If intermittent fasting was a superhero,
it would claim that its powers were:
In other words,
It would claim to transform people to their desired shape.
I’m interested in learning more about the science behind intermittent fasting and if it is sustainable in the long term.
What is intermittent fasting?
Basically, it means changing the timing of your meals and snacks so there is a prolonged period that you are not eating or drinking.
This is thought to help your body switch from a ‘fed’ to a ‘fasted’ state. This fasted state is thought to tell your body to utilise your fat stores rather than your glucose stores (glycogen) to fuel your body.
There are many variations of fasting, a simple google search will prove this. ‘The 5:2 diet’ involves restricting calorie intake to 500-600 for two days of the week. The 16:8 fasting method involves a 16 hour fast and 8 hour eating window. The list goes on.
Let’s talk Science
Carbohydrate, or glucose, is the bodies preferred fuel source and one of the main objectives is to keep our blood sugar levels within a ‘normal’ range.
Our carbohydrate (glycogen) stores are depleted during exercise or if no food is consumed in 18-24 hours. Once this happens our body needs to find a way to produce glucose. Our bodies are so smart that they can break down our muscles to produce glucose, this is called gluconeogenesis. Our bodies can also utilise our fat stores in a process called beta-oxidation. Our fat stores are not converted to glucose but to ketones which can fuel our brain and muscle cells in the absence of glucose.
This happens when we are in the fasting state or “starvation” mode. So, if we starve or fast, our bodies will use muscles and/or fat stores to keep us alive.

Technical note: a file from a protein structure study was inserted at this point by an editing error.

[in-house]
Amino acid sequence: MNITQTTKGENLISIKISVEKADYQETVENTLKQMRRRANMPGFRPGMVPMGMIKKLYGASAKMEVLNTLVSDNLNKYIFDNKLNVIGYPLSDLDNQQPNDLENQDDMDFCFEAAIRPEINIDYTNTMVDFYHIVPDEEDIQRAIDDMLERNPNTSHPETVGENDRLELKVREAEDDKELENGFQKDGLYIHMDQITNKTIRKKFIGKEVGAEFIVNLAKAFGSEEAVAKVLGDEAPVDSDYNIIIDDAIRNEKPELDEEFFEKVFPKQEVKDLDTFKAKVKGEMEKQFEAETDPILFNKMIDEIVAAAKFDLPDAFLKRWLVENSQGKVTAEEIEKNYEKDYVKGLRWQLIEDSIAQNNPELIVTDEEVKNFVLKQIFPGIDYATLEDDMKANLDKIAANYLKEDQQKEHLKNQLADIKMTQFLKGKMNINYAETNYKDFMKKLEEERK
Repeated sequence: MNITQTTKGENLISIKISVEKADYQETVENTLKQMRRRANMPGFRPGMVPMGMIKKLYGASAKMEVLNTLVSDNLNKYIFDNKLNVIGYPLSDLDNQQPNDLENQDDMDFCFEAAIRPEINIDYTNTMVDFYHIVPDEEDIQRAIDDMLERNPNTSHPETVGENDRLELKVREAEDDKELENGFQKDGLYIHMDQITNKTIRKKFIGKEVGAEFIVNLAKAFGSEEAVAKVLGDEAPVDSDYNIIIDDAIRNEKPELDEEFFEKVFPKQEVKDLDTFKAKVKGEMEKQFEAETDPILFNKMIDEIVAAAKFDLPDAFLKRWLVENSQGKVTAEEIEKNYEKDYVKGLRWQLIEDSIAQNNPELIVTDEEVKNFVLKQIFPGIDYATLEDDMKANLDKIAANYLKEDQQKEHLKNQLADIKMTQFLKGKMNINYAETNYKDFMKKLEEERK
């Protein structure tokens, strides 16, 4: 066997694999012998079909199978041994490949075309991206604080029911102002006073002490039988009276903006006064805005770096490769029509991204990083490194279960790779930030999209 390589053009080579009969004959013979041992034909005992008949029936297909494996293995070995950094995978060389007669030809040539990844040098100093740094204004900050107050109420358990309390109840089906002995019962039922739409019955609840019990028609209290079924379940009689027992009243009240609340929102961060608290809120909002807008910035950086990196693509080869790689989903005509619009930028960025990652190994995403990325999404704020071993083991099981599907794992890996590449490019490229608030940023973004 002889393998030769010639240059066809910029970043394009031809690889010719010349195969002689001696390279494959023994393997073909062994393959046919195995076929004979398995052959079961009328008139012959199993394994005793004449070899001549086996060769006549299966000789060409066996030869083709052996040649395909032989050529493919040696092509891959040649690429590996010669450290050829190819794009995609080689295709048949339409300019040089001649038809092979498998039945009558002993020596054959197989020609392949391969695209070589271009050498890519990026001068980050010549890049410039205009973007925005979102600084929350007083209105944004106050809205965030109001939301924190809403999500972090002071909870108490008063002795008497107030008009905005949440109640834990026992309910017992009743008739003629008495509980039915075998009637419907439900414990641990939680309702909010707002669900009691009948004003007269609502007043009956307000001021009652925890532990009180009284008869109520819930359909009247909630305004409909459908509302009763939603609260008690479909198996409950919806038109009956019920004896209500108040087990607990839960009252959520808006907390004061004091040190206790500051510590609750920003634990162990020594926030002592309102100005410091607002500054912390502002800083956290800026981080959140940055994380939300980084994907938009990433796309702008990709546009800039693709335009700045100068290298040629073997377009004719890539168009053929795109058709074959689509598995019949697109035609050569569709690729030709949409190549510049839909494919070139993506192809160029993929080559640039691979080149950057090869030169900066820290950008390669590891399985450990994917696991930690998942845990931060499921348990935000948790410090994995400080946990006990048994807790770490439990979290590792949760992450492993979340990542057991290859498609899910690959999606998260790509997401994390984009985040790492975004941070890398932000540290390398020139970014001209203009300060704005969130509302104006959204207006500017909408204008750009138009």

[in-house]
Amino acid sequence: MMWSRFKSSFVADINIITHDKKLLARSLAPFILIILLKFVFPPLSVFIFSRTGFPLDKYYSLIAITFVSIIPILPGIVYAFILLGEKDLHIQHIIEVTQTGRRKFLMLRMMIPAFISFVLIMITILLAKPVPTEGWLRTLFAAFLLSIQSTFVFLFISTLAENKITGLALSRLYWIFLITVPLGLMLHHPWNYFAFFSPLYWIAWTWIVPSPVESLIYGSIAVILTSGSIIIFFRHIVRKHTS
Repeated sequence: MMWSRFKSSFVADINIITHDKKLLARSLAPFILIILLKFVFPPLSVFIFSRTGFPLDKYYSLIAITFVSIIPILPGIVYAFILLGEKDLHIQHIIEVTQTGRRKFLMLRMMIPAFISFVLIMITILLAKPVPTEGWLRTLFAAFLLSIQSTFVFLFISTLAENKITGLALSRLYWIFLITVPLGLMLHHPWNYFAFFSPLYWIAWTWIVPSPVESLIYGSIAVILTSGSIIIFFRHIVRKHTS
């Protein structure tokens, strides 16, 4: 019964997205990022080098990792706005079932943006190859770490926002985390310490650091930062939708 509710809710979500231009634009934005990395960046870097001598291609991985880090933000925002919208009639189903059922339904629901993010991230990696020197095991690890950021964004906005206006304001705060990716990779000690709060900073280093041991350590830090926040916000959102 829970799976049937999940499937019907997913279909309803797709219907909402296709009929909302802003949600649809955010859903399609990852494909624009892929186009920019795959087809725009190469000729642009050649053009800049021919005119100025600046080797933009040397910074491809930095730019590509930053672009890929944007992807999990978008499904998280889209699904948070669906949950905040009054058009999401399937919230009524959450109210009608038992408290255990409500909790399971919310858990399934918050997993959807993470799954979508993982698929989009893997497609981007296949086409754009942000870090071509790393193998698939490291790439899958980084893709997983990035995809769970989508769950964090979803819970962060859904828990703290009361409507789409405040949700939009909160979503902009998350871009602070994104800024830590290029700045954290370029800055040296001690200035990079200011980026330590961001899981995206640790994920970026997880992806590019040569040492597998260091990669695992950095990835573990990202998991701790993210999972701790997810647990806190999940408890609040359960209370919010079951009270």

So, in theory, fasting may help utilise your fat stores, but in order to recommend fasting I need some scientific support that has been conducted on humans.
Unfortunately, much of the literature I have reviewed on this topic is based on anecdotal personal accounts, or laboratory studies on mice rather than human subjects.
The anecdotal evidence has presented individual accounts of people having had short-term success meeting certain weight management goals, but I have concerns about some secondary aspects of intermittent fasting.
The issues I have with fasting:
Diets don’t work, we need to be able to continue the changes we make for the rest of our lives. This means fuelling our bodies and our minds.
I would argue that the psychological aspects of fasting (that is food deprivation/starvation) are not suitable or realistic in the long-term. They’re almost like a punishment.
We have different triggers to eat - environmental cues (like a morning tea shout), emotional cues (like sadness), stress, hormonal fluctuations, social events, exercise and our actual hunger cues.
I encourage people to identify what is triggering them to eat or overeat, understand why and then address that.
I also work with a lot of athletes. A sustained calorie restriction in athletes can not only impair performance and recovery, it can result in a condition called Relative Energy Deficiency in sport (RED-S) which can negatively affect bone health, hormonal balance, immunity, mental health and heart health.
So, is Intermittent Fasting a Superhero? At this point I’m going to say no. That applies especially to those wanting to create a healthy lifestyle for themselves or their families or to meet nutritional requirements for exercise.
Reducing our intakes of processed foods, eating plenty of vegetables, oily fish, wholegrains and legumes are a way to fuel our minds and bodies. Actual food is the real Superhero.